Liberal democracy traces its origins—and its name—to the European 18th-century, also known as the Age of Enlightenment. At the time, the vast majority of European states were monarchies, with political power held either by the monarch or the aristocracy. The possibility of democracy had not been a seriously considered political theory since classical antiquity and the widely held belief was that democracies would be inherently unstable and chaotic in their policies due to the changing whims of the people. It was further believed that democracy was contrary to human nature, as human beings were seen to be inherently evil, violent and in need of a strong leader to restrain their destructive impulses. Many European monarchs held that their power had been ordained by God and that questioning their right to rule was tantamount to blasphemy.
These conventional views were challenged at first by a relatively small group of Enlightenment intellectuals, who believed that human affairs should be guided by reason and principles of liberty and equality. They argued that all people are created equal and therefore political authority cannot be justified on the basis of "noble blood", a supposed privileged connection to God or any other characteristic that is alleged to make one person superior to others. They further argued that governments exist to serve the people—not vice versa—and that laws should apply to those who govern as well as to the governed (a concept known as rule of law).
Some of these ideas began to be expressed in England in the 17th century. There was renewed interest in Magna Carta, and passage of the Petition of Right in 1628 and Habeas Corpus Act in 1679 established certain liberties for subjects. The idea of a political party took form with groups debating rights to political representation during the Putney Debates of 1647. After the English Civil Wars (1642–1651) and the Glorious Revolution of 1688, the Bill of Rights was enacted in 1689, which codified certain rights and liberties. The Bill set out the requirement for regular elections, rules for freedom of speech in Parliament and limited the power of the monarch, ensuring that, unlike much of Europe at the time, royal absolutism would not prevail. This led to significant social change in Britain in terms of the position of individuals in society and the growing power of Parliament in relation to the monarch.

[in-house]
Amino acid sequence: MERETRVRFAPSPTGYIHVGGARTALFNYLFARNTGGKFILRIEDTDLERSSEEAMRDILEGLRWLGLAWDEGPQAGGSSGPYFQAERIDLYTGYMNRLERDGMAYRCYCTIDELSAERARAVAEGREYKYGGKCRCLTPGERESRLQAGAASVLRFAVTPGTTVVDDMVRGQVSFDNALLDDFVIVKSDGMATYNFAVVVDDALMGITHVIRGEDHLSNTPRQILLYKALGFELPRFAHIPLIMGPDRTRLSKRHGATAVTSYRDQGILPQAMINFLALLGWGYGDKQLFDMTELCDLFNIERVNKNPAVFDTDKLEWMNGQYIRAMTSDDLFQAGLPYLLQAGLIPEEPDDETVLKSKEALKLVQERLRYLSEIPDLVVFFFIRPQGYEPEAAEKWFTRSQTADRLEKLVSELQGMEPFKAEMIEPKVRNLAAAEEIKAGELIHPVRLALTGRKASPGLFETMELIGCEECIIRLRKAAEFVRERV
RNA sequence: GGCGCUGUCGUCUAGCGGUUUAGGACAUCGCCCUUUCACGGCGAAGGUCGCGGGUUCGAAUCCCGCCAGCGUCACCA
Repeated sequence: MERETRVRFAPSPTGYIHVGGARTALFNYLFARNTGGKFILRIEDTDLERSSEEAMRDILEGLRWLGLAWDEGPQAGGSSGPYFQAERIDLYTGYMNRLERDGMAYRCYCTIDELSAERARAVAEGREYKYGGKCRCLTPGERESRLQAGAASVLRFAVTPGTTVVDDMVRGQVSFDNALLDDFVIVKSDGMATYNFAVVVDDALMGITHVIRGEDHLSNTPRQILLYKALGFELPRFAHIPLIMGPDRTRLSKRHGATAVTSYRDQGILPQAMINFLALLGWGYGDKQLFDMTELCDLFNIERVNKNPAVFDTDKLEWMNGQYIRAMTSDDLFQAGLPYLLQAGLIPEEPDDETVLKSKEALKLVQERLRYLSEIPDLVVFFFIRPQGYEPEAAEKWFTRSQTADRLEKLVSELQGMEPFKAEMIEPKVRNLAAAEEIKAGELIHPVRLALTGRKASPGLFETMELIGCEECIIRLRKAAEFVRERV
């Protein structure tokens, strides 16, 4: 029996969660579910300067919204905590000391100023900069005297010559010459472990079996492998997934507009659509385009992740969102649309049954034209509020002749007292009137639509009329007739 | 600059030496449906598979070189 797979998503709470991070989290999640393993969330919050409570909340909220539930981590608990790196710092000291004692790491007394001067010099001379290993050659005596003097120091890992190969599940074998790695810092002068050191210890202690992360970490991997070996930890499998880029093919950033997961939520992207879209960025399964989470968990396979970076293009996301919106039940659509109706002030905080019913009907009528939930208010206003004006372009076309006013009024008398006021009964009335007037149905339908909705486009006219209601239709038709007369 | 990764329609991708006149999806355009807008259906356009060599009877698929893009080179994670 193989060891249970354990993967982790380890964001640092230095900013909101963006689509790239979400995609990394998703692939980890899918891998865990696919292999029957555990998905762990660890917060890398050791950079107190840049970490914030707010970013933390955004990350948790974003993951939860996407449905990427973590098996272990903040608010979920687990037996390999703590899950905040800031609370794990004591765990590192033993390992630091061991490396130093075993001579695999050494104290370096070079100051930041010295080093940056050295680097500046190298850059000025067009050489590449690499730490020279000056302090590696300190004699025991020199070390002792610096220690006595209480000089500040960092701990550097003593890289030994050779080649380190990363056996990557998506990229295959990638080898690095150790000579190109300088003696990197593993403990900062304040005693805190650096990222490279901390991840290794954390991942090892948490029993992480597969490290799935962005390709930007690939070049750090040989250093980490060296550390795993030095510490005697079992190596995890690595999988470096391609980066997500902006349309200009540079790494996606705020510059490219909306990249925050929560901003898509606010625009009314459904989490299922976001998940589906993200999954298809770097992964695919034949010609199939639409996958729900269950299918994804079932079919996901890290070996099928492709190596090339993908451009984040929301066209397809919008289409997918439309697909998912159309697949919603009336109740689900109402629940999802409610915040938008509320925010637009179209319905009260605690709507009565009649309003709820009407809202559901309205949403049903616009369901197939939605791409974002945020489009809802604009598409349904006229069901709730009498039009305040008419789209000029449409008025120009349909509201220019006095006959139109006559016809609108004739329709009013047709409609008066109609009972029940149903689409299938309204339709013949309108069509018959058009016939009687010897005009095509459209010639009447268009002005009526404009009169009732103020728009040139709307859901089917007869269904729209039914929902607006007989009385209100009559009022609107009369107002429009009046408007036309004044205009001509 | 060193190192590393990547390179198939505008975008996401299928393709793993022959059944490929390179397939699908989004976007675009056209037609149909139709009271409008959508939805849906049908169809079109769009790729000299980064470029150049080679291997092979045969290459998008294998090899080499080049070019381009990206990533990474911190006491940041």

By the late 18th century, leading philosophers of the day had published works that spread around the European continent and beyond. These ideas and beliefs inspired the American Revolution and the French Revolution, which gave birth to the ideology of liberalism and instituted forms of government that attempted to apply the principles of the Enlightenment philosophers into practice. Neither of these forms of government was precisely what we would call a liberal democracy we know today (the most significant differences being that voting rights were still restricted to a minority of the population and slavery remained a legal institution) and the French attempt turned out to be short-lived, but they were the prototypes from which liberal democracy later grew. Since the supporters of these forms of government were known as liberals, the governments themselves came to be known as liberal democracies.
When the first prototypical liberal democracies were founded, the liberals themselves were viewed as an extreme and rather dangerous fringe group that threatened international peace and stability. The conservative monarchists who opposed liberalism and democracy saw themselves as defenders of traditional values and the natural order of things and their criticism of democracy seemed vindicated when Napoleon Bonaparte took control of the young French Republic, reorganised it into the first French Empire and proceeded to conquer most of Europe. Napoleon was eventually defeated and the Holy Alliance was formed in Europe to prevent any further spread of liberalism or democracy. However, liberal democratic ideals soon became widespread among the general population and over the 19th century traditional monarchy was forced on a continuous defensive and withdrawal. The dominions of the British Empire became laboratories for liberal democracy from the mid 19th century onward. In Canada, responsible government began in the 1840s and in Australia and New Zealand, parliamentary government elected by male suffrage and secret ballot was established from the 1850s and female suffrage achieved from the 1890s.
Reforms and revolutions helped move most European countries towards liberal democracy. Liberalism ceased being a fringe opinion and joined the political mainstream. At the same time, a number of non-liberal ideologies developed that took the concept of liberal democracy and made it their own. The political spectrum changed; traditional monarchy became more and more a fringe view and liberal democracy became more and more mainstream. By the end of the 19th century, liberal democracy was no longer only a "liberal" idea, but an idea supported by many different ideologies. After World War I and especially after World War II, liberal democracy achieved a dominant position among theories of government and is now endorsed by the vast majority of the political spectrum.
Although liberal democracy was originally put forward by Enlightenment liberals, the relationship between democracy and liberalism has been controversial since the beginning and was problematized in the 20th century. In his book Freedom and Equality in a Liberal Democratic State, Jasper Doomen posited that freedom and equality are necessary for a liberal democracy. The research institute Freedom House today simply defines liberal democracy as an electoral democracy also protecting civil liberties.